National Assessment Team member, see the "Directory of Consultants"
at the end of this volume. The team included the following people:

* Carolyne W. Arnold, a senior researcher from the Wellesley
Research Center for Women and an assistant professor of sociology
at the University of Massachusetts-Boston, has expertise in
quantitative assessment with a special emphasis on minority women
and public health.

* Pat Hutchings, a senior research associate at the American
Association for Higher Education and former director of AAHE's
Assessment Forum, has a national overview of what is being done in
assessment and which approaches have revealed the most.

* Lee Knefelkamp, chair of the Higher Education Department at
Columbia University's Teachers College, has written and lectured
widely about students' intellectual and ethical development and
about different learning styles.

* Joan Poliner Shapiro, associate dean at Temple University's
College of Education and formerly co-director of the Women's
Studies Program at the University of Pennsylvania, uses both
quantitative and qualitative assessment approaches in her area of
expertise: feminist assessment.

* Jill Mattuck Tarule, dean of the College of Education and Social
Services at the University of Vermont, uses qualitative research
and formative evaluation to trace developmental themes, especially
conceming women as learners.

* Mary Kay Thompson Tetreault, dean of the School of Human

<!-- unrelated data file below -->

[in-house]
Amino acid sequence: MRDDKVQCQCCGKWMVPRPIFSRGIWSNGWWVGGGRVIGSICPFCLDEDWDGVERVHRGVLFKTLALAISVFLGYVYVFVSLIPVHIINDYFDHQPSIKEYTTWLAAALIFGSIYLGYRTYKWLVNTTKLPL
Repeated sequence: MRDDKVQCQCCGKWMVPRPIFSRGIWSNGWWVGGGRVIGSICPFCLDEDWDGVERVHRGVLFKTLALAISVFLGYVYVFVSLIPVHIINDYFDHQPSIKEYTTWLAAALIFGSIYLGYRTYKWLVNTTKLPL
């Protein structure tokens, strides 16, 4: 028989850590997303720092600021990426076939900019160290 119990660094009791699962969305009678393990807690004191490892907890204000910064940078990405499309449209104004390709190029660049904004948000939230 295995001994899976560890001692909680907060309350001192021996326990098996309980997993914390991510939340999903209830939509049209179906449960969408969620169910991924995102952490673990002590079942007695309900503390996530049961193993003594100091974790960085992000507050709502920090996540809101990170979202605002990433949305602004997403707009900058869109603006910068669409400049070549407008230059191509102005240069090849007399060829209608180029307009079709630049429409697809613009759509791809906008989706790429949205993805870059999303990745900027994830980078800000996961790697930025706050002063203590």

Development and Community Service at California State
University-Fullerton, is known for her work on feminist pedagogy
and curriculum development and most recently has used an
ethnographic approach to analyze teaching.

In communicating to the public what it had discovered, the project
had at least two stories that needed to be told. The first
concerned the actual research findings of the seven participating
colleges and universities. That volume of case studies became The
Courage to Question: Women's Studies and Student Learning, which
was followed by the publication of a twelve-page Executive Summary.
The second story that needed to be told was not about the findings
themselves but about the process that led to them.

Students at the Center is a hybrid of a typical assessment manual.
We wanted a "how" and a "why" assessment book, not just a "how to."
We have thus retained the practical value of collecting sample
questionnaires, alumnae/i surveys, strategies for focus groups,
bibliographies, a directory of campus consultants, and other such
useful information. We also have sought to include a more
theoretical and historical framework. Would something evolve out of
this project that we could call feminist assessment? What would its
governing principles be? What is the relation of feminist
assessment to the broader assessment movement? What kinds of
approaches and methodologies would our project create? How would
they compare with the range of alternatives used by any number of
evaluators? Were there new questions that women's studies people
would pose about assessment? What were the political implications
for women's studies to participate in such a project? What use
would be made of the findings? by whom? for what purposes? What